Use firewood wisely and keep out unwanted pests
Leaving firewood stored indoors can introduce carpenter ants, powderpost beetles and other pests into your home.
What a relaxing feeling in the winter to sit in front of a fireplace while burning logs warm the room. For many of us, living through cold, winter months, a fireplace is essential. Enjoy your fireplace, but take care not to bring unwanted pests into your home. It is always best to bring only the wood indoors that you will use in the fireplace that day.
Many different insects infest dead and dying trees and can even attack freshly cut logs. Insects can feed on wood tissue even after it is cut up into firewood or they may use the wood as a place to build a nest. Insects like the emerald ash borer and the elm bark beetle feed just under the bark, leaving winding trails across the surface of the wood. Others insects, such as powderpost beetles, bore right into the wood, leaving behind small exit holes from their tunnels. Most of the insects that live within firewood are of little concern, but two may cause trouble if they are brought into a home: powderpost beetles and carpenter ants.
Carpenter ants are found in wood even though they do not feed on it. They excavate areas in wood to create places to build their nests and are commonly found in rotting wood. Bringing them indoors can give them access to new sites in which to nest and feed. If you see these large, black ants on your firewood, inspect it for rotting wood that may hold eggs as well as adult ants. Keeping firewood dry and off the ground helps prevent wood from rotting and attracting these ants. Indoors, carpenter ants feed on sweet materials such as honey, sugars and jellies. They range in size from 3/8 to 1/2 inch for workers, while the queen can be 1 inch in length. Carpenter ants brought into a home may search out a suitable site in which to build a nest within the building.
Another pest that may be found in logs is the powderpost beetle. These small beetles lay their eggs on or below the surface of unfinished wood. The young larvae that hatch burrow into the wood, creating small tunnels as they feed on the wood. Often the only sign of these beetles are numerous small pinhole openings in the wood and fine sawdust that accumulates in and around holes where larvae are feeding. Powderpost beetles that come into the home in firewood can move from the logs to other wood that is unfinished, such as frames inside of furniture as well as structural wood within the house. If you find numerous small, pin-size holes in wood and fresh sawdust nearby, it would be prudent to have the beetles identified through the Michigan State University Diagnostic Lab to determine the best course of action in managing this pest.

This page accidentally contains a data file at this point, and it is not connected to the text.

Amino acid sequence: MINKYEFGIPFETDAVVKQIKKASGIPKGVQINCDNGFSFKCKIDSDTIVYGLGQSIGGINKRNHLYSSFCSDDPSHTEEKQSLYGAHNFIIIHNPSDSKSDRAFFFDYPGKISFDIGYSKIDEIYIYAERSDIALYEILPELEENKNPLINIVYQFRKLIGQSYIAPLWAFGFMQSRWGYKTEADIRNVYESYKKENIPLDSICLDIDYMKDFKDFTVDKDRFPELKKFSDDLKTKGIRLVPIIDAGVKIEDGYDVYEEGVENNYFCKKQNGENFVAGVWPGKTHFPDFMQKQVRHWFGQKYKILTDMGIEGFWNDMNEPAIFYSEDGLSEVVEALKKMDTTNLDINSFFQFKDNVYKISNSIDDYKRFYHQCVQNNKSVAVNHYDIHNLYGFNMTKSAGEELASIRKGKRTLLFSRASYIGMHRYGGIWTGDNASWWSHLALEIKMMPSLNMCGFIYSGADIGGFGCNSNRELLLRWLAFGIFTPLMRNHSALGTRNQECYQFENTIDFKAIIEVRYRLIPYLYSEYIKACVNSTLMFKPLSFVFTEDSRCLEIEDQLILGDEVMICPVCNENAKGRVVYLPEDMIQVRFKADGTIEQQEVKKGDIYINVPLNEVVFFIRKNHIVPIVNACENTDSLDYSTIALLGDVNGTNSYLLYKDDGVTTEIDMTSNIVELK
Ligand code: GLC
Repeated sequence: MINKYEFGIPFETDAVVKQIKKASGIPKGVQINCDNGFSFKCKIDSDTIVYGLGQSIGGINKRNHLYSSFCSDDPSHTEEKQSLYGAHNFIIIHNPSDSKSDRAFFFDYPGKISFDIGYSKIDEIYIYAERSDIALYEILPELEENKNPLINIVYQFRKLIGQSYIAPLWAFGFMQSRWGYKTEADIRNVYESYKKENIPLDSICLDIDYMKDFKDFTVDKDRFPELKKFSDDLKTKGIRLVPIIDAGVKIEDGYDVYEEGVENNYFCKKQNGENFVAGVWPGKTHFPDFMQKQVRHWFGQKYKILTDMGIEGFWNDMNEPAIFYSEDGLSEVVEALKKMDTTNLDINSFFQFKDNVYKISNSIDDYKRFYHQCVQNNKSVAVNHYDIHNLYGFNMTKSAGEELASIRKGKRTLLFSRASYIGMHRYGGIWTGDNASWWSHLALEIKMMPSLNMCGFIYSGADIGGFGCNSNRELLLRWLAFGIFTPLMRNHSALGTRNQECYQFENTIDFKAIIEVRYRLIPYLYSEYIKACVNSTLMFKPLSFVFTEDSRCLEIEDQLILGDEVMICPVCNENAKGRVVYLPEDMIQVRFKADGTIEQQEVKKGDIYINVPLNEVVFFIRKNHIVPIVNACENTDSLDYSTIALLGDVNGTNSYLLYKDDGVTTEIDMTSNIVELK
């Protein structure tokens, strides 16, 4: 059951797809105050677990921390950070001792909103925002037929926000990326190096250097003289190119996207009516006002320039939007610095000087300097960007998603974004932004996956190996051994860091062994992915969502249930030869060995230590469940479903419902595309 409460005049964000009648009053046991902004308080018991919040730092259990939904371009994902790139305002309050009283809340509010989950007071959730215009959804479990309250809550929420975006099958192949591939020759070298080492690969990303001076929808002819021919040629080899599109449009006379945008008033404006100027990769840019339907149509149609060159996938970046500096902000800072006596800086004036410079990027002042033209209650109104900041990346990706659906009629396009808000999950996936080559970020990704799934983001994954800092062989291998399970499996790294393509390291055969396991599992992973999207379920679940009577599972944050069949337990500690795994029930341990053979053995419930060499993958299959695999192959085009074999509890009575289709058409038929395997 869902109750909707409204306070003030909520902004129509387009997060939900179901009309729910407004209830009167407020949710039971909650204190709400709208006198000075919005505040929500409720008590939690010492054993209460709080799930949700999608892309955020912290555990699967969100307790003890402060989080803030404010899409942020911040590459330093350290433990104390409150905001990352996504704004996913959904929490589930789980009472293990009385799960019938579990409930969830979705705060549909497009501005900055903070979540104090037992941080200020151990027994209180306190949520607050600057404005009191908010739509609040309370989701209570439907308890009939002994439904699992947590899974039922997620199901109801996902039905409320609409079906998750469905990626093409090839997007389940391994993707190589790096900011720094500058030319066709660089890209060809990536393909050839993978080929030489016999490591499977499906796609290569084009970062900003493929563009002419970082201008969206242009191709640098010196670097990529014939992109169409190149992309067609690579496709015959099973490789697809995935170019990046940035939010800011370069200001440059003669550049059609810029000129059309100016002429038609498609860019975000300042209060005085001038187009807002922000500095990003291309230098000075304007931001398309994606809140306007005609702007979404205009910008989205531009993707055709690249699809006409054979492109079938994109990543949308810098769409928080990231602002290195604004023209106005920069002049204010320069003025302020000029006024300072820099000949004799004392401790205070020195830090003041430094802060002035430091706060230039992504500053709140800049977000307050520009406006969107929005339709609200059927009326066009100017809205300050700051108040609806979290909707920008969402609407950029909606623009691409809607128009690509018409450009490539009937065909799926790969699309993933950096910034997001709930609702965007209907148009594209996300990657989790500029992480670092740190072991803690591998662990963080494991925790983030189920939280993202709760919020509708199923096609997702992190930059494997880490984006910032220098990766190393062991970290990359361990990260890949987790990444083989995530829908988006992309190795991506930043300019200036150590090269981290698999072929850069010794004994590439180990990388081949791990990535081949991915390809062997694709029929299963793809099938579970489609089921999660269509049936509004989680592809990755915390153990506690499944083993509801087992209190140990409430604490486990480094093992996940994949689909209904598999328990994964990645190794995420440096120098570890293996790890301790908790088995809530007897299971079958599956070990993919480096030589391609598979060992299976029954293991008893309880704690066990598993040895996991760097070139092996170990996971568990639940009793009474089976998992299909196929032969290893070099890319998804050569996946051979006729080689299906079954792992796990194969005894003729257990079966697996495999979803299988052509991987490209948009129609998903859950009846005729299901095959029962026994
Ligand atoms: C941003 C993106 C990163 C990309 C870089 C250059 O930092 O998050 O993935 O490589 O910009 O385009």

The take-home message is to store firewood outdoors in an area where it is off the ground and dry. This may mean covering the wood with a tarp or storing it at a site that is protected by the overhang of a roof. Do not pile wood up against the house and do not store it in the garage. Bring in only enough wood to use that day in your fireplace.
For more information on powderpost beetles, visit the University of Kentucky Cooperative Extension Service’s website on Powderpost Beetles. For more information on carpenter ants, visit the University of Minnesota Extension’s website on Carpenter Ants.
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